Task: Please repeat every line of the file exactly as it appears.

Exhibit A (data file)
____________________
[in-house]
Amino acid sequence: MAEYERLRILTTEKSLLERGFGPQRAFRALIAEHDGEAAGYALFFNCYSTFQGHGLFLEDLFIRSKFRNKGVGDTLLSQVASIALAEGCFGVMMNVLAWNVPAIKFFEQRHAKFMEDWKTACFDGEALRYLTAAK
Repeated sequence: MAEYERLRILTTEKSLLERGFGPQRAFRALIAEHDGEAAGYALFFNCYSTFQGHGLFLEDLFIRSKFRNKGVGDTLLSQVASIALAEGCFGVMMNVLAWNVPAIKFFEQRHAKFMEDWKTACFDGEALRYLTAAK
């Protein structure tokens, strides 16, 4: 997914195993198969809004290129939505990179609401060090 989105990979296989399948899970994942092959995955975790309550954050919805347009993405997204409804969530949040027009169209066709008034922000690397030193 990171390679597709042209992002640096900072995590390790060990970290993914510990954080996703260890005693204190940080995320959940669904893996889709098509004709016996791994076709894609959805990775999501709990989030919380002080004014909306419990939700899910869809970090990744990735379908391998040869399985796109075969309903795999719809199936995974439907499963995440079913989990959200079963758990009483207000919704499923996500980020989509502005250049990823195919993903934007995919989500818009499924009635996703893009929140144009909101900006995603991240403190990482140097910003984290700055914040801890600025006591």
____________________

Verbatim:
[in-house]
Amino acid sequence: MAEYERLRILTTEKSLLERGFGPQRAFRALIAEHDGEAAGYALFFNCYSTFQGHGLFLEDLFIRSKFRNKGVGDTLLSQVASIALAEGCFGVMMNVLAWNVPAIKFFEQRHAKFMEDWKTACFDGEALRYLTAAK
Repeated sequence: MAEYERLRILTTEKSLLERGFGPQRAFRALIAEHDGEAAGYALFFNCYSTFQGHGLFLEDLFIRSKFRNKGVGDTLLSQVASIALAEGCFGVMMNVLAWNVPAIKFFEQRHAKFMEDWKTACFDGEALRYLTAAK
């Protein structure tokens, strides 16, 4: 997914195993198969809004290129939505990179609401060090 989105990979296989399948899970994942092959995955975790309550954050919805347009993405997204409804969530949040027009169209066709008034922000690397030193 990171390679597709042209992002640096900072995590390790060990970290993914510990954080996703260890005693204190940080995320959940669904893996889709098509004709016996791994076709894609959805990775999501709990989030919380002080004014909306419990939700899910869809970090990744990735379908391998040869399985796109075969309903795999719809199936995974439907499963995440079913989990959200079963758990009483207000919704499923996500980020989509502005250049990823195919993903934007995919989500818009499924009635996703893009929140144009909101900006995603991240403190990482140097910003984290700055914040801890600025006591």